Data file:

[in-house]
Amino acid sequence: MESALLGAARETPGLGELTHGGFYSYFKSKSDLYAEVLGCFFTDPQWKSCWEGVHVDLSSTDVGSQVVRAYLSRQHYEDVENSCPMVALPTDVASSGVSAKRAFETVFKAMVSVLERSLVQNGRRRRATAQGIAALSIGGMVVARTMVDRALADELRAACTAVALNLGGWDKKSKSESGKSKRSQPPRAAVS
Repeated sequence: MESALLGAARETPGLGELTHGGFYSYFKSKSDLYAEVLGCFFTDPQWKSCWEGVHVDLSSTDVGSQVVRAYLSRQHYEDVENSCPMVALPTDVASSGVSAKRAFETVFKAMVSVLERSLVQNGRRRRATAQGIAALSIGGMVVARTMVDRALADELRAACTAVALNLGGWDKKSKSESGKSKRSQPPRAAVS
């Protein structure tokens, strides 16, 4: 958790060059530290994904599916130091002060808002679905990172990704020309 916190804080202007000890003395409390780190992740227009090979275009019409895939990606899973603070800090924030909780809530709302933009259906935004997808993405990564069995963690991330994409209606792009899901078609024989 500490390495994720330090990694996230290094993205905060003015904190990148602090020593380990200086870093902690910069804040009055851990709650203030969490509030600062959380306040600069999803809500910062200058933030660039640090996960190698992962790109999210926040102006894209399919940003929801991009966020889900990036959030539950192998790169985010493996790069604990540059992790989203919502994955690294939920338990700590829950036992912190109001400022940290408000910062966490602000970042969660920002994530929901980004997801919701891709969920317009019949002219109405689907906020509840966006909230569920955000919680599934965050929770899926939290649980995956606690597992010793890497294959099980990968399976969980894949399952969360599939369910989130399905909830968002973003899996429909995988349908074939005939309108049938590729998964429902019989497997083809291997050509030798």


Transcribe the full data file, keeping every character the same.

[in-house]
Amino acid sequence: MESALLGAARETPGLGELTHGGFYSYFKSKSDLYAEVLGCFFTDPQWKSCWEGVHVDLSSTDVGSQVVRAYLSRQHYEDVENSCPMVALPTDVASSGVSAKRAFETVFKAMVSVLERSLVQNGRRRRATAQGIAALSIGGMVVARTMVDRALADELRAACTAVALNLGGWDKKSKSESGKSKRSQPPRAAVS
Repeated sequence: MESALLGAARETPGLGELTHGGFYSYFKSKSDLYAEVLGCFFTDPQWKSCWEGVHVDLSSTDVGSQVVRAYLSRQHYEDVENSCPMVALPTDVASSGVSAKRAFETVFKAMVSVLERSLVQNGRRRRATAQGIAALSIGGMVVARTMVDRALADELRAACTAVALNLGGWDKKSKSESGKSKRSQPPRAAVS
């Protein structure tokens, strides 16, 4: 958790060059530290994904599916130091002060808002679905990172990704020309 916190804080202007000890003395409390780190992740227009090979275009019409895939990606899973603070800090924030909780809530709302933009259906935004997808993405990564069995963690991330994409209606792009899901078609024989 500490390495994720330090990694996230290094993205905060003015904190990148602090020593380990200086870093902690910069804040009055851990709650203030969490509030600062959380306040600069999803809500910062200058933030660039640090996960190698992962790109999210926040102006894209399919940003929801991009966020889900990036959030539950192998790169985010493996790069604990540059992790989203919502994955690294939920338990700590829950036992912190109001400022940290408000910062966490602000970042969660920002994530929901980004997801919701891709969920317009019949002219109405689907906020509840966006909230569920955000919680599934965050929770899926939290649980995956606690597992010793890497294959099980990968399976969980894949399952969360599939369910989130399905909830968002973003899996429909995988349908074939005939309108049938590729998964429902019989497997083809291997050509030798």